Prediction: San Diego market goes up 8%+ over the next year

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Submitted by gzz on July 11, 2016 - 10:04pm

Unemployment low

Rates at record lows

Stock Market at/near record high

New Construction Low

Rents beating inflation year after year

State and local govs staffing up after long period of cuts and hiring freezes

Spillover from the even hotter LA/SF markets

I am trying to think of a single bearish factor here, but I am at a loss. Problems with the Navy/Qualcomm I am not aware of?

Submitted by FlyerInHi on July 12, 2016 - 6:30pm.

spdrun wrote:
And that's a good thing. A jump from $7 and change to $15 is too high nationally. A compromise figure of $10-11 is about right to account for consumer prices.

Haha, you're just worried about more spending, more consumption, more profits, higher prices and economic gogo. You want economic stagnation and recession.

We know how to fix the economy. I'm glad the business community is coming to its senses. If you're in the business of selling, you want buyers to have the ability to buy.

Submitted by spdrun on July 12, 2016 - 7:41pm.

Damn right I do. And not ashamed of it. The good thing is that statistically, we'll see a recession before we'll see $15/hr in most of the US :)

God I love political obstruction. And you'll likely be able to buy even more property.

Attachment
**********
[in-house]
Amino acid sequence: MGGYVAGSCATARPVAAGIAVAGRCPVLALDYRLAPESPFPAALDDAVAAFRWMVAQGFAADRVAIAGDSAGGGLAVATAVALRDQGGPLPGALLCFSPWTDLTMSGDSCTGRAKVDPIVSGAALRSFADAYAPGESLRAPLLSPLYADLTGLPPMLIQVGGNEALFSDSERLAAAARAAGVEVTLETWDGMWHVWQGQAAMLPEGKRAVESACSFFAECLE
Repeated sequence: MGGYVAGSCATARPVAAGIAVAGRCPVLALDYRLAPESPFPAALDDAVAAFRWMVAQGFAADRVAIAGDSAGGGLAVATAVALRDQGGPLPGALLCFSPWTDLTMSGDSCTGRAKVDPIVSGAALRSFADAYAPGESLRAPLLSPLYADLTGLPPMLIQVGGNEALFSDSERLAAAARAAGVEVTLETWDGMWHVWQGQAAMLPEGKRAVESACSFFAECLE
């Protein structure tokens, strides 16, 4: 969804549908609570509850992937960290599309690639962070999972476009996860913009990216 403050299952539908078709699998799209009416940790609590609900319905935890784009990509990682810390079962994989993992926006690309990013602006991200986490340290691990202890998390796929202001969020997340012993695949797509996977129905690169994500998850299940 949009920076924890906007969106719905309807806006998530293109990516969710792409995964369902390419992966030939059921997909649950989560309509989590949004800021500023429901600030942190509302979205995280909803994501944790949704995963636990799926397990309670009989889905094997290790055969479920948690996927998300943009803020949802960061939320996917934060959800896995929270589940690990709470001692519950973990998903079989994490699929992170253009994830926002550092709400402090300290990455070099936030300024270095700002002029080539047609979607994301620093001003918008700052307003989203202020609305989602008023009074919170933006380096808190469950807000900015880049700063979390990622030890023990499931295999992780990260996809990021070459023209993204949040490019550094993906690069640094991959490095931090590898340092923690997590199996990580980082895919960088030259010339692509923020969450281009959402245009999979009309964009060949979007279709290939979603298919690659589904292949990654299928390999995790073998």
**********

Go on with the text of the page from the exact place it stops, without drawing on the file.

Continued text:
Disagree that the business community is coming to its senses. They want to pay employees as little as possible. They might need to raise wages in a more competitive market to attract employees, but they're not doing it out of altruism.

There's no profit motive in paying employees enough to buy your own product, because your employees are not your primary market.

Submitted by svelte on July 13, 2016 - 6:36am.

You may be right, gzz, it may go up 8%+ in San Diego market over the next year (July 2016 - July 2017).

I'm not as in tune with the market as I was in 2015, but judging from the lack of housing on the market I would probably say it is going to go up, but I'd take 3-5%. And most of that jump will be in the spring I'd guess. As another poster pointed out, it seems like prices don't go up much in the fall, but in the spring they take off.

Submitted by FlyerInHi on July 13, 2016 - 11:30am.

spdrun wrote:

There's no profit motive in paying employees enough to buy your own product, because your employees are not your primary market.

Of course businesses don't want to pay higher wages. But I see business support policies to increase aggregate wages because that's good for business. People are finally understanding that higher standards of living don't happen naturally as if there were natural laws of economics like there are laws of nature. After all, money is a human creation.

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